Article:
Poorly defined scope
This often means that the scope was understated, and that the scope of the project and the project plan are superficial and fail to state both what the project needs to deliver, and the resources needed to deliver it.
Project staff, who are often team members, then discover the hidden but essential components later on in the project. This additional work that is now necessary, takes the project out of control, causing delay to the original schedule and over spending against the original budget.
Many projects fail because of communication breakdown which can originate from lack of clarity in the various roles and responsibilities coupled with poor senior management attitudes – for example not wanting to hear bad news
Let me be clear here, I’m talking about resources of all types: people, materials, equipment, facilities and so on. It just is not possible to carry out a project one meeting the required scope when there are insufficient resources to carry out the project work in order to create the deliverables
This probably relates to poor scope and the lack of planning. This point of failure is down to the fact that the project cannot deliver all it needs to within the required time frame. In short, the project is doomed to failure from the outset
Lack of change control
Even if original estimates were 100% correct and accurate, as the project proceeds things will need to change, either driven internally or externally. A smart project manager assumes change will happen, and implements a formal and informal change process.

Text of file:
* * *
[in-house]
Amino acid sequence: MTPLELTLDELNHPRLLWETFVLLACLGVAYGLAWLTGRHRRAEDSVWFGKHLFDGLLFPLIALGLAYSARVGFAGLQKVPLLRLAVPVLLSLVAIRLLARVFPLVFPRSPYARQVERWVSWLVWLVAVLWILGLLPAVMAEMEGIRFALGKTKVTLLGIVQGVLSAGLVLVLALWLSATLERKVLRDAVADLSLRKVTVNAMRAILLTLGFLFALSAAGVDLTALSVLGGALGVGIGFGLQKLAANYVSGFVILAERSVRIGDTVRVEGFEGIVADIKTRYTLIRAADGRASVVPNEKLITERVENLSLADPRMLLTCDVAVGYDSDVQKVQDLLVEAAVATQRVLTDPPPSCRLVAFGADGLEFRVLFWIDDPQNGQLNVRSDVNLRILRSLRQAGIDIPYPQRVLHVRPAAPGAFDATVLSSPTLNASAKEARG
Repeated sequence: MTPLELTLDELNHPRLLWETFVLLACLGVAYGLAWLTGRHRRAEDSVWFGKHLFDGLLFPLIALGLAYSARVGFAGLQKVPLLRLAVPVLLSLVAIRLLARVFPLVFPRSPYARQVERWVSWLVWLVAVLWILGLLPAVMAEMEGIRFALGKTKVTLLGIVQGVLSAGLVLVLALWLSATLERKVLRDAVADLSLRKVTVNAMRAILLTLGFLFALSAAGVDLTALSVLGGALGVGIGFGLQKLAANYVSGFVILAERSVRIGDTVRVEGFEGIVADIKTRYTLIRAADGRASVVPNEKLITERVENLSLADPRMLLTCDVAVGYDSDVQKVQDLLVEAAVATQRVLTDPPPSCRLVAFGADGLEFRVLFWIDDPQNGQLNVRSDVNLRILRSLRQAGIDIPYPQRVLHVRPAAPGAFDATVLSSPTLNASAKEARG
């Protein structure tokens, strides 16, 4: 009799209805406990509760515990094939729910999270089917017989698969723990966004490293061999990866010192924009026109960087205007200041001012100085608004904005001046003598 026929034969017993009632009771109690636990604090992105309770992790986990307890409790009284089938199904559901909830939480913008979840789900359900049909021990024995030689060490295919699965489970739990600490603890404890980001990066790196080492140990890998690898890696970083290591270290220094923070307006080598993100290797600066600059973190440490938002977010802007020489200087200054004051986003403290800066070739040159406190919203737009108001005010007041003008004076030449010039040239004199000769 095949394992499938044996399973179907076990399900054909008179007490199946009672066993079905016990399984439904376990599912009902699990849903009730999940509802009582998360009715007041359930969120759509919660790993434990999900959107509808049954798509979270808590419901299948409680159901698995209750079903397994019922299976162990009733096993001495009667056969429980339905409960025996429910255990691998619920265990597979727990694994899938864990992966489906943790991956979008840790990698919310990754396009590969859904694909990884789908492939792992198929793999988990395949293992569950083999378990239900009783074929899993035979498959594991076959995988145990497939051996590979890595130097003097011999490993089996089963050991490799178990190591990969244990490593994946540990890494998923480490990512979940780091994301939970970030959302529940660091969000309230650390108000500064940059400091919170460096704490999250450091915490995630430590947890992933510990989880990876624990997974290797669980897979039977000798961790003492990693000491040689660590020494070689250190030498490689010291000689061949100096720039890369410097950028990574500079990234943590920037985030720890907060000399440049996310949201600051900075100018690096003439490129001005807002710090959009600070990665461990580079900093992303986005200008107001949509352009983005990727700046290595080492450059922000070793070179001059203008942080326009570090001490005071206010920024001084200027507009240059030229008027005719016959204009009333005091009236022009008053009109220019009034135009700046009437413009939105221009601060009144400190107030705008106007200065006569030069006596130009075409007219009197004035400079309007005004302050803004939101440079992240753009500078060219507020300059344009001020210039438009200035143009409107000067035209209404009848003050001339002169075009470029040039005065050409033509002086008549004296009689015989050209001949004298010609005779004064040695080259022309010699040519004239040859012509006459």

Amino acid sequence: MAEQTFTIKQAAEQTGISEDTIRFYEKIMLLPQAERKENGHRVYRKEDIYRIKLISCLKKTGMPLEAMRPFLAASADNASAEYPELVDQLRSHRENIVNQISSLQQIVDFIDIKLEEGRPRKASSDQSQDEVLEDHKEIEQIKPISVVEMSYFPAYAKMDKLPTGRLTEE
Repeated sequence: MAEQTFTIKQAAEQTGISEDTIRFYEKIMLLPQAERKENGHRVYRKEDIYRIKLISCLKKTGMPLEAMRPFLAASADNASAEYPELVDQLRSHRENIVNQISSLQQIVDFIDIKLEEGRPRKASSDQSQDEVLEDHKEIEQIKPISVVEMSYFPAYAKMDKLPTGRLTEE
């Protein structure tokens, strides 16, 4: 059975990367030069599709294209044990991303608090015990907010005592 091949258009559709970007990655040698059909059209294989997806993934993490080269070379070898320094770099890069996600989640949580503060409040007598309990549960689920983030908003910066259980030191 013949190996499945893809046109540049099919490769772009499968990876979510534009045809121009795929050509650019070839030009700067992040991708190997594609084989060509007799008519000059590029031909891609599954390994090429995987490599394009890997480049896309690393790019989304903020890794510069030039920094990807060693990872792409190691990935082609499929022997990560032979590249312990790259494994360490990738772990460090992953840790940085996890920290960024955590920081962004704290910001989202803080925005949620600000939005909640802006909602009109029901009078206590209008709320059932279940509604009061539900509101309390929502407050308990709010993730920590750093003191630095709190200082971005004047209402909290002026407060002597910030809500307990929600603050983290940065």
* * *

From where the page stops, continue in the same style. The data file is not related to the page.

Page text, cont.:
People ad in things bit by bit which is called scope creep. There will come a time within the project was is obvious that the project has grown so big that it cannot be delivered within the fixed budget or by the set deadline.
People, usually customers, a request for small simple and quick extras, when granted their wish, are the first to forget when late delivery and over budget projects are delivered
Okay, there’s might tend top reasons although almost certainly you could think of a few more. My point here is that all of the above could be avoided by taking simple steps up front.
I guess I should take you right back to the start before you even consider setting up the project, because the first question you need to answer is whether there really is one.
Consider this, no matter what your role and responsibilities are in your current job, I’m guessing that you handle many assignments every day, and not all these assignments are projects. So what questions should you ask to check if your new and assignment is really a project (or, as management tend to do, simply name it as a project without thinking it through)
Here are three questions to ask yourself to determine whether the job as a project or not:
To help you with the above paragraph, consider this: suppose you have been asked to prepare an important presentation to a major customer. Even though this could involve you in say many days of work, and also require input from others, I’m sure you will agree that it is not the project – merely an important personal assignment.
And just a blur the edges a little bit based on the above paragraph, there is nothing wrong with you using some project management techniques to ensure that the presentation is a good one and carried out on time.